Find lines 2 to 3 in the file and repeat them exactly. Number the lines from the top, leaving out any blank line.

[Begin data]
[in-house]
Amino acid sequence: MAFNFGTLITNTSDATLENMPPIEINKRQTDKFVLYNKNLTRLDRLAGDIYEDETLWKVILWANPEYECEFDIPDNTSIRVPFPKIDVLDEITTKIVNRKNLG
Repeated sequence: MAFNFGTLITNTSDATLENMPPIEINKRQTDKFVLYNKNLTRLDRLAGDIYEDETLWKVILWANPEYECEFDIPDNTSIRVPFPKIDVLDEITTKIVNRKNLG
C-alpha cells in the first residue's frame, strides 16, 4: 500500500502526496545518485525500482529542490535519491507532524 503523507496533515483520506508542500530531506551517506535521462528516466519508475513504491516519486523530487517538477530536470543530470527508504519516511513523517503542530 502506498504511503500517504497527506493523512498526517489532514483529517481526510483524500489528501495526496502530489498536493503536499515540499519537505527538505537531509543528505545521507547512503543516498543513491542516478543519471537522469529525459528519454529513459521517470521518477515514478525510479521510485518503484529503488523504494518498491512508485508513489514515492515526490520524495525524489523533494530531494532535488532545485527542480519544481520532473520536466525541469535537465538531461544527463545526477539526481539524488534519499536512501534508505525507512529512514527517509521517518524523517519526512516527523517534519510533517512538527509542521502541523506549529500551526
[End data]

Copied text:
Amino acid sequence: MAFNFGTLITNTSDATLENMPPIEINKRQTDKFVLYNKNLTRLDRLAGDIYEDETLWKVILWANPEYECEFDIPDNTSIRVPFPKIDVLDEITTKIVNRKNLG
Repeated sequence: MAFNFGTLITNTSDATLENMPPIEINKRQTDKFVLYNKNLTRLDRLAGDIYEDETLWKVILWANPEYECEFDIPDNTSIRVPFPKIDVLDEITTKIVNRKNLG